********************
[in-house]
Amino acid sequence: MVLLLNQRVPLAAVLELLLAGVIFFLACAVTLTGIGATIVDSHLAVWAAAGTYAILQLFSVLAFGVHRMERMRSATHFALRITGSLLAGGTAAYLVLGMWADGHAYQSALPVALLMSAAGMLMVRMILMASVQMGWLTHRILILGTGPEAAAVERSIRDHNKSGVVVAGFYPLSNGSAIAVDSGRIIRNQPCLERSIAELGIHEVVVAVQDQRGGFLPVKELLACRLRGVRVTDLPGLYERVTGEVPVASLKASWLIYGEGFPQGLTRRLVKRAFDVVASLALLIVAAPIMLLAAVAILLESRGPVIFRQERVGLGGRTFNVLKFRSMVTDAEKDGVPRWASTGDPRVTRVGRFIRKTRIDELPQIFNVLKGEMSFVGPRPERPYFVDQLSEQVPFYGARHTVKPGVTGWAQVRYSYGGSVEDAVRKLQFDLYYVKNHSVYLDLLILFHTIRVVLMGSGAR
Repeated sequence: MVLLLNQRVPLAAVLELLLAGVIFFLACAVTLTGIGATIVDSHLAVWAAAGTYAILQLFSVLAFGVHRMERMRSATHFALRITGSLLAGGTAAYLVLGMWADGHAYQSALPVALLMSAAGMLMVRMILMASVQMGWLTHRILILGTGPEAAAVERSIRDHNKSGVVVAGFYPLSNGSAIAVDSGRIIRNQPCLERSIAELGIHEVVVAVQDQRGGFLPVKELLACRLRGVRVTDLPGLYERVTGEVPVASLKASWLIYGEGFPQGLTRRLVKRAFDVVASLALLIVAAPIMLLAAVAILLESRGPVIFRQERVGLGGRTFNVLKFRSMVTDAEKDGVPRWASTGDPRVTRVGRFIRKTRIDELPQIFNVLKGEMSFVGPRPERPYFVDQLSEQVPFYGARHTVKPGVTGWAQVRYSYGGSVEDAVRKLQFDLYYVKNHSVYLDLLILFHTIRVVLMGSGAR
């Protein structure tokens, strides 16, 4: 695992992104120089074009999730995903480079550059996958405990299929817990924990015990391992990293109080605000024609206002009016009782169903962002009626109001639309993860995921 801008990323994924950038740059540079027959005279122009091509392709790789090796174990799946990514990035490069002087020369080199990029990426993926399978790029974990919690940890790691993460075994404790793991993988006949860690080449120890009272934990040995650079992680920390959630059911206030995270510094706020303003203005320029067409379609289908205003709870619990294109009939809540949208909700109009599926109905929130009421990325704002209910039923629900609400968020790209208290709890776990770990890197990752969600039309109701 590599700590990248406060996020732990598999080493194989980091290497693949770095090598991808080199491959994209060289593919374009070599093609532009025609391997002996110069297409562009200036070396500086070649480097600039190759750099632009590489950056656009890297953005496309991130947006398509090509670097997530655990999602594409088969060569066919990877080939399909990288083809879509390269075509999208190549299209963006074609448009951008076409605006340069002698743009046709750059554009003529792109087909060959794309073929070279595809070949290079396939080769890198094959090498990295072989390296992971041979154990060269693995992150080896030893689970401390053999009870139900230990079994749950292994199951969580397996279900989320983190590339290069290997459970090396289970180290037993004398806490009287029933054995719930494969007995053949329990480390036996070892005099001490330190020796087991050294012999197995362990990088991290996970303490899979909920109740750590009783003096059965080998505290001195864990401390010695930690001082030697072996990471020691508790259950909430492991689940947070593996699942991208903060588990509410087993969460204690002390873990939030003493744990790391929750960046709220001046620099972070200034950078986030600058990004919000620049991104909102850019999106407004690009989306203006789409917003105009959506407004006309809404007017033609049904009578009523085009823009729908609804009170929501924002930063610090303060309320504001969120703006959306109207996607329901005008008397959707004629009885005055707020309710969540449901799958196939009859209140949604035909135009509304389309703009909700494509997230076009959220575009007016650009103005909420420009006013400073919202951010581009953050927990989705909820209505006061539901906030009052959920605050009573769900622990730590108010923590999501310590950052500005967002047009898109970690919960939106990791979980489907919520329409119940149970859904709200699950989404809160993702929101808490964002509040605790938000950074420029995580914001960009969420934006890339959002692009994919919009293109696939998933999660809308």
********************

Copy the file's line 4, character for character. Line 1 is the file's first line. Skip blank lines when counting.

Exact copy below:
């Protein structure tokens, strides 16, 4: 695992992104120089074009999730995903480079550059996958405990299929817990924990015990391992990293109080605000024609206002009016009782169903962002009626109001639309993860995921 801008990323994924950038740059540079027959005279122009091509392709790789090796174990799946990514990035490069002087020369080199990029990426993926399978790029974990919690940890790691993460075994404790793991993988006949860690080449120890009272934990040995650079992680920390959630059911206030995270510094706020303003203005320029067409379609289908205003709870619990294109009939809540949208909700109009599926109905929130009421990325704002209910039923629900609400968020790209208290709890776990770990890197990752969600039309109701 590599700590990248406060996020732990598999080493194989980091290497693949770095090598991808080199491959994209060289593919374009070599093609532009025609391997002996110069297409562009200036070396500086070649480097600039190759750099632009590489950056656009890297953005496309991130947006398509090509670097997530655990999602594409088969060569066919990877080939399909990288083809879509390269075509999208190549299209963006074609448009951008076409605006340069002698743009046709750059554009003529792109087909060959794309073929070279595809070949290079396939080769890198094959090498990295072989390296992971041979154990060269693995992150080896030893689970401390053999009870139900230990079994749950292994199951969580397996279900989320983190590339290069290997459970090396289970180290037993004398806490009287029933054995719930494969007995053949329990480390036996070892005099001490330190020796087991050294012999197995362990990088991290996970303490899979909920109740750590009783003096059965080998505290001195864990401390010695930690001082030697072996990471020691508790259950909430492991689940947070593996699942991208903060588990509410087993969460204690002390873990939030003493744990790391929750960046709220001046620099972070200034950078986030600058990004919000620049991104909102850019999106407004690009989306203006789409917003105009959506407004006309809404007017033609049904009578009523085009823009729908609804009170929501924002930063610090303060309320504001969120703006959306109207996607329901005008008397959707004629009885005055707020309710969540449901799958196939009859209140949604035909135009509304389309703009909700494509997230076009959220575009007016650009103005909420420009006013400073919202951010581009953050927990989705909820209505006061539901906030009052959920605050009573769900622990730590108010923590999501310590950052500005967002047009898109970690919960939106990791979980489907919520329409119940149970859904709200699950989404809160993702929101808490964002509040605790938000950074420029995580914001960009969420934006890339959002692009994919919009293109696939998933999660809308």